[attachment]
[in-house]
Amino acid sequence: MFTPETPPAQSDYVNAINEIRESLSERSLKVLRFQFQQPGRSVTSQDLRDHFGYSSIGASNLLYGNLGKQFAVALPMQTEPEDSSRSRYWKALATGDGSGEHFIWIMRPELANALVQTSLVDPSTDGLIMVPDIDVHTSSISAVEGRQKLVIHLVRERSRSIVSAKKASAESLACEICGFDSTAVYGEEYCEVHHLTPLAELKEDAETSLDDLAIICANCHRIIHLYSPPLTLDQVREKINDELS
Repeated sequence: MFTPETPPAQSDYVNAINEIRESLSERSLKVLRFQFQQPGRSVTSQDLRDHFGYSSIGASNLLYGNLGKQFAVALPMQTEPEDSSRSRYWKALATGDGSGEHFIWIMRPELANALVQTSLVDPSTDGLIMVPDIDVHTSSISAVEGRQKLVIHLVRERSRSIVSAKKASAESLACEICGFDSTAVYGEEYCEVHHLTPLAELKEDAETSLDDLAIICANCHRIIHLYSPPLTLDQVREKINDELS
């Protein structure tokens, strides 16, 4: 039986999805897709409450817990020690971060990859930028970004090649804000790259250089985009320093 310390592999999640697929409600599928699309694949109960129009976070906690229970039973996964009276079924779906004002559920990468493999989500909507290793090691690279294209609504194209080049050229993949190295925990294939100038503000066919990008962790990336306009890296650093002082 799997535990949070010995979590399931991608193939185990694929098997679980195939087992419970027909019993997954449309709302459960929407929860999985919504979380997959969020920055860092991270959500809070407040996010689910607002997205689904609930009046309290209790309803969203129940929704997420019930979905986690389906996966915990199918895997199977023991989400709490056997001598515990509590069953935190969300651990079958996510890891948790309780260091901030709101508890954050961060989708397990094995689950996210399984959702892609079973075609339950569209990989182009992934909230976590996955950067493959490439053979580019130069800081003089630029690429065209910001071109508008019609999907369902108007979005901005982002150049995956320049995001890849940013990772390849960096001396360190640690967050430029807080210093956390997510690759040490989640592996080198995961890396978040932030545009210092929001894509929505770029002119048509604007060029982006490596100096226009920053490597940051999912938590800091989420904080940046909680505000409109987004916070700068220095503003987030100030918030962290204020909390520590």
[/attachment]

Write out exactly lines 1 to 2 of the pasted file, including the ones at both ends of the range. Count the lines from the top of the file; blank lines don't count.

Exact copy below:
[in-house]
Amino acid sequence: MFTPETPPAQSDYVNAINEIRESLSERSLKVLRFQFQQPGRSVTSQDLRDHFGYSSIGASNLLYGNLGKQFAVALPMQTEPEDSSRSRYWKALATGDGSGEHFIWIMRPELANALVQTSLVDPSTDGLIMVPDIDVHTSSISAVEGRQKLVIHLVRERSRSIVSAKKASAESLACEICGFDSTAVYGEEYCEVHHLTPLAELKEDAETSLDDLAIICANCHRIIHLYSPPLTLDQVREKINDELS